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Journal of Non-Equilibrium Thermodynamics

Founded by Keller, Jürgen U.

Editor-in-Chief: Hoffmann, Karl Heinz

Managing Editor: Prehl, Janett / Paul, Raphael

Ed. by Michaelides, Efstathios E. / Rubi, J. Miguel

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Volume 42, Issue 1


The Nasal Geometry of the Reindeer Gives Energy-Efficient Respiration

Elisa Magnanelli
  • Corresponding author
  • Department of Chemistry, NTNU – Norwegian University of Science and Technology, N-7491 Trondheim, Norway
  • Email
  • Other articles by this author:
  • De Gruyter OnlineGoogle Scholar
/ Øivind Wilhelmsen
  • SINTEF Energy Research, N-7465 Trondheim, Norway
  • Department of Electrical Engineering and Renewable Energy, NTNU, N-7491 Trondheim, Norway
  • Other articles by this author:
  • De Gruyter OnlineGoogle Scholar
/ Mario Acquarone
  • Norwegian College of Fishery Science, University of Tromsø – The Arctic University of Norway, N-9037 Tromsø, Norway
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  • De Gruyter OnlineGoogle Scholar
/ Lars P. Folkow
  • Department of Arctic and Marine Biology, University of Tromsø – The Arctic University of Norway, N-9037 Tromsø, Norway
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  • De Gruyter OnlineGoogle Scholar
/ Signe Kjelstrup
  • Department of Chemistry, NTNU – Norwegian University of Science and Technology, N-7491 Trondheim, Norway
  • Other articles by this author:
  • De Gruyter OnlineGoogle Scholar
Published Online: 2016-07-14 | DOI: https://doi.org/10.1515/jnet-2016-0038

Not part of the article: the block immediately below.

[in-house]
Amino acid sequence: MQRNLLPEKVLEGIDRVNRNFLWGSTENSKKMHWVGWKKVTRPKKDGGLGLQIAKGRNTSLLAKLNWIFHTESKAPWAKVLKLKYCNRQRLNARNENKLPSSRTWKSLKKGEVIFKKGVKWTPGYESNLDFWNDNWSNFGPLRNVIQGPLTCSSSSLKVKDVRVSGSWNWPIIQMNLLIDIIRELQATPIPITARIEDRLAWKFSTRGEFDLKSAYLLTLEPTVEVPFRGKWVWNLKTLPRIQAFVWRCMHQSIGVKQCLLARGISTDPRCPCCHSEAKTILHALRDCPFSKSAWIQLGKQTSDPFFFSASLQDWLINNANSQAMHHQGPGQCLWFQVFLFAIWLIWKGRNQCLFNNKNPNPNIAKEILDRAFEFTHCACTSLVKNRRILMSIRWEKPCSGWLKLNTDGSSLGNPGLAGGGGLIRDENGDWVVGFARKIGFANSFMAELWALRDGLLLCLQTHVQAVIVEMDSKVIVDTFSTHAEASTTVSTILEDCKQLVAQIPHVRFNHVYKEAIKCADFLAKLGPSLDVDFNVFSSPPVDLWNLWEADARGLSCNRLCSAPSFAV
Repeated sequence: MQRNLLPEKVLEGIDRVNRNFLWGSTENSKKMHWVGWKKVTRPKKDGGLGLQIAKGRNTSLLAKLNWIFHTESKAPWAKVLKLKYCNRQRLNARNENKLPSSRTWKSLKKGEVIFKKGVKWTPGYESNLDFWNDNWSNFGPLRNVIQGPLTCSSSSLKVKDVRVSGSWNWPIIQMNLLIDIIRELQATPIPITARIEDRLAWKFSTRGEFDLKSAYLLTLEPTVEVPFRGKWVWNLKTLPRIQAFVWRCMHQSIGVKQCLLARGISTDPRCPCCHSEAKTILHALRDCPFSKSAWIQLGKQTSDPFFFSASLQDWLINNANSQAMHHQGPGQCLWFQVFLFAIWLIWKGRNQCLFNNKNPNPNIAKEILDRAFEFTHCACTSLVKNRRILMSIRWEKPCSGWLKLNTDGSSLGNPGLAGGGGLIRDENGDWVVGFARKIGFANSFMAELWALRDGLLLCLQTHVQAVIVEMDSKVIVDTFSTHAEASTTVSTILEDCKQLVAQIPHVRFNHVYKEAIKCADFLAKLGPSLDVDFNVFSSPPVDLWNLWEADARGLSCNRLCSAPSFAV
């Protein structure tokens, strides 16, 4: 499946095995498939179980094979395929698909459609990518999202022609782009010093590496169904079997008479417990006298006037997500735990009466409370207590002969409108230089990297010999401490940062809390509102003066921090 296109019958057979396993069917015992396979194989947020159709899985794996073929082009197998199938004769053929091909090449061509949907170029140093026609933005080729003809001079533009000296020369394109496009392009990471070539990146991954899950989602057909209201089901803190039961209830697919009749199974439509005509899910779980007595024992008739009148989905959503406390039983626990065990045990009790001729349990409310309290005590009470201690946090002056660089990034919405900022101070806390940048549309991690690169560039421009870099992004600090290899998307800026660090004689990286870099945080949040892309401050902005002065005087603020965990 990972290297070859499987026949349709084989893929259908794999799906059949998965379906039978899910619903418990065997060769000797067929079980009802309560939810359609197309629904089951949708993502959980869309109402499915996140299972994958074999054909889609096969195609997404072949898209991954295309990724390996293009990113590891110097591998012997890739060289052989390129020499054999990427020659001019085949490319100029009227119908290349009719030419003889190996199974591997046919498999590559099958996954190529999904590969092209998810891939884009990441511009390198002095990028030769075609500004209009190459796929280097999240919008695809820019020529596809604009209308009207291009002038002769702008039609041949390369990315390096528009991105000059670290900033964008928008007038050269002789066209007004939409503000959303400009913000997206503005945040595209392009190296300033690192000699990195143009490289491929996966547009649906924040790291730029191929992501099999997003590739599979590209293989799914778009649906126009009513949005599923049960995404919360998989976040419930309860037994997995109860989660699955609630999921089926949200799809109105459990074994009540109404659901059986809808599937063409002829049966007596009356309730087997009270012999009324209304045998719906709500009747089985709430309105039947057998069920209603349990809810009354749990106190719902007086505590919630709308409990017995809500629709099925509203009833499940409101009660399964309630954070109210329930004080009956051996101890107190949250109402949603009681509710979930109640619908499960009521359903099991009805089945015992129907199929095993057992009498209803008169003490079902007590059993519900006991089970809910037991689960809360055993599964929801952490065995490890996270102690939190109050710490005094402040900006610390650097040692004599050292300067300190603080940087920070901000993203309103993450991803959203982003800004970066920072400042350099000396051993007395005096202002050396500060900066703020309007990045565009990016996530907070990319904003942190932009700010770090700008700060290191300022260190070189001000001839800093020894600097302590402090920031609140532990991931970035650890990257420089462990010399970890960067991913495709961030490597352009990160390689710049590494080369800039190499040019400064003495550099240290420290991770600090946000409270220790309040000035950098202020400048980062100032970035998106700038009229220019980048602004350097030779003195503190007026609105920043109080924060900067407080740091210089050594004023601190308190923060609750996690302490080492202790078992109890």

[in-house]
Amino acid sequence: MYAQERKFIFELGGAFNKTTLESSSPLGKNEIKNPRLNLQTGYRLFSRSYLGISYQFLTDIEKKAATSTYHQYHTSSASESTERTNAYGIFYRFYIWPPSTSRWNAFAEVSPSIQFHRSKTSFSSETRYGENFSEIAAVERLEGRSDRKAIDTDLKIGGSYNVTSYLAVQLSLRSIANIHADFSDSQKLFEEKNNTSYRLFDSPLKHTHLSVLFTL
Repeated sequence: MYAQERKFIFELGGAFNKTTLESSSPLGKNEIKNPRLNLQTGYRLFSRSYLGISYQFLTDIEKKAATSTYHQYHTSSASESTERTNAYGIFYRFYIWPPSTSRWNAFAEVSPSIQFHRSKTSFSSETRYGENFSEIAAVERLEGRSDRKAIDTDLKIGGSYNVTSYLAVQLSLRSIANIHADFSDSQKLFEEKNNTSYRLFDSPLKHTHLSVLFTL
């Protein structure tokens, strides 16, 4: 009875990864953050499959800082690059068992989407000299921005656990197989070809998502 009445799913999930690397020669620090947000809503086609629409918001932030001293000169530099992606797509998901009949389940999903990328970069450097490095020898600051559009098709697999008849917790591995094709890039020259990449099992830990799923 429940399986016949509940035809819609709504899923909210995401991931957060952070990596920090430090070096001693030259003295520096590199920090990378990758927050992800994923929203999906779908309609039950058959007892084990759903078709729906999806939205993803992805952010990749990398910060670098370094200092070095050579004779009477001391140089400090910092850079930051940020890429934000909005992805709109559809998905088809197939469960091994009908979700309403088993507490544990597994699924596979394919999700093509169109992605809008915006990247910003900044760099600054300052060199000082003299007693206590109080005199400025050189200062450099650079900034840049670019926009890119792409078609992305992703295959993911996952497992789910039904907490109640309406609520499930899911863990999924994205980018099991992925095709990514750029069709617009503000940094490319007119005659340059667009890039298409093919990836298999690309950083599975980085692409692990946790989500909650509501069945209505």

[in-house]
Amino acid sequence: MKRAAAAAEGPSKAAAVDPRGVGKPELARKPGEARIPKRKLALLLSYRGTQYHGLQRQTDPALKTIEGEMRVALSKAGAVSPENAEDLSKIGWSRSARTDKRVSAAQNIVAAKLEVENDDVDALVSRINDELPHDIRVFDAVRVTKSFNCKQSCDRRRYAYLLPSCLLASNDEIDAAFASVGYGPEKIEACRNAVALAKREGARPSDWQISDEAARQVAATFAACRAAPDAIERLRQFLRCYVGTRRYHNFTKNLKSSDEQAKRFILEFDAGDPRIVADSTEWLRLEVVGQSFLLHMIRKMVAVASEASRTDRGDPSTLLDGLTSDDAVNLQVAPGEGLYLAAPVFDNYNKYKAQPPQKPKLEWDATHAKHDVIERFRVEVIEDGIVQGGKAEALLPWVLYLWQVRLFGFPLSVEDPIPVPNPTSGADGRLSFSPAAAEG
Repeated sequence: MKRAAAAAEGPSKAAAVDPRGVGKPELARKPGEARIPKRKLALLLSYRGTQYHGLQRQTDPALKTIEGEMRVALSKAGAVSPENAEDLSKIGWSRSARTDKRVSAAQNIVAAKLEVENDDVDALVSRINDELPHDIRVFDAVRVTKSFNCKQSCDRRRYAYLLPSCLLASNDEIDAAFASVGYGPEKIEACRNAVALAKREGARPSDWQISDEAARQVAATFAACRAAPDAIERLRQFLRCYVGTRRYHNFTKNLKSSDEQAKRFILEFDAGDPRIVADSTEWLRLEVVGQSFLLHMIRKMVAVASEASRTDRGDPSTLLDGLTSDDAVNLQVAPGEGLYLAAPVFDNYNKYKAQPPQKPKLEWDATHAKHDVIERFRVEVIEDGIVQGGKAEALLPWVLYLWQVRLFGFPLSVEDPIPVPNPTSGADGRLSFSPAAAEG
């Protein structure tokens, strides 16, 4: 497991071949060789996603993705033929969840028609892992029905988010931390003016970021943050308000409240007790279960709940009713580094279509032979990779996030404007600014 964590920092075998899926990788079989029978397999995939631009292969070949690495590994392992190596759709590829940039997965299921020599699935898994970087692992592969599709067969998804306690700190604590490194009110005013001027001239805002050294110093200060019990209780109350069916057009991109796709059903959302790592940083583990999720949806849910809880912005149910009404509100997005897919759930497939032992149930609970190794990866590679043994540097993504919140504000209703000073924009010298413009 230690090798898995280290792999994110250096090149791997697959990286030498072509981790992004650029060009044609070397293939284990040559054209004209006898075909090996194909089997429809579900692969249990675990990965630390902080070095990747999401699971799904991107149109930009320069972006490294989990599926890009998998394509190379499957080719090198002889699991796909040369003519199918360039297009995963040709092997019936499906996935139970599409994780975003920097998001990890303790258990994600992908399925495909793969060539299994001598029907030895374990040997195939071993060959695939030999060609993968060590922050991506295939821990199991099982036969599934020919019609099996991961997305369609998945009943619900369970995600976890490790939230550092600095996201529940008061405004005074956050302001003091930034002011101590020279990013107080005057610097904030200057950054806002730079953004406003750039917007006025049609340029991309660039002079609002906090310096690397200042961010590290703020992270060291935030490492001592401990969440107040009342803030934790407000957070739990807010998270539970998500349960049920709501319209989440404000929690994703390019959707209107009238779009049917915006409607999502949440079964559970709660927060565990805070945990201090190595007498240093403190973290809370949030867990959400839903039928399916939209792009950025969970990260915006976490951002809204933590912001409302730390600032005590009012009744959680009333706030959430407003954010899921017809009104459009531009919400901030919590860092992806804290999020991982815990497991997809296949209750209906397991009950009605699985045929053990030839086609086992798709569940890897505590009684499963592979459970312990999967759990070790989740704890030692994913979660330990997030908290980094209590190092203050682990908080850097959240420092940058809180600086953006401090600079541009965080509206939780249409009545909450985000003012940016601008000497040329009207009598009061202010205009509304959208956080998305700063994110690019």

Reindeer in the arctic region live under very harsh conditions and may face temperatures below 233 K. Therefore, efficient conservation of body heat and water is important for their survival. Alongside their insulating fur, the reindeer nasal mechanism for heat and mass exchange during respiration plays a fundamental role. We present a dynamic model to describe the heat and mass transport that takes place inside the reindeer nose, where we account for the complicated geometrical structure of the subsystems that are part of the nose. The model correctly captures the trend in experimental data for the temperature, heat and water recovery in the reindeer nose during respiration. As a reference case, we model a nose with a simple cylindrical-like geometry, where the total volume and contact area are the same as those determined in the reindeer nose. A comparison of the reindeer nose with the reference case shows that the nose geometry has a large influence on the velocity, temperature and water content of the air inside the nose. For all investigated cases, we find that the total entropy production during a breathing cycle is lower for the reindeer nose than for the reference case. The same trend is observed for the total energy consumption. The reduction in the total entropy production caused by the complicated geometry is higher (up to -20 %) at more extreme ambient conditions, when energy efficiency is presumably more important for the maintenance of energy balance in the animal. In the literature, a hypothesis has been proposed, which states that the most energy-efficient design of a system is characterized by equipartition of the entropy production. In agreement with this hypothesis, we find that the local entropy production during a breathing cycle is significantly more uniform for the reindeer nose than for the reference case. This suggests that natural selection has favored designs that give uniform entropy production when energy efficiency is an issue. Animals living in the harsh arctic climate, such as the reindeer, can therefore serve as inspiration for a novel industrial design with increased efficiency.

Keywords: thermodynamics; Rangifer tarandus; transport; nose; breathing; reindeer; energy efficiency; entropy production


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About the article

Received: 2016-04-30

Revised: 2016-07-04

Accepted: 2016-06-17

Published Online: 2016-07-14

Published in Print: 2017-01-01

Citation Information: Journal of Non-Equilibrium Thermodynamics, Volume 42, Issue 1, Pages 59–78, ISSN (Online) 1437-4358, ISSN (Print) 0340-0204, DOI: https://doi.org/10.1515/jnet-2016-0038.

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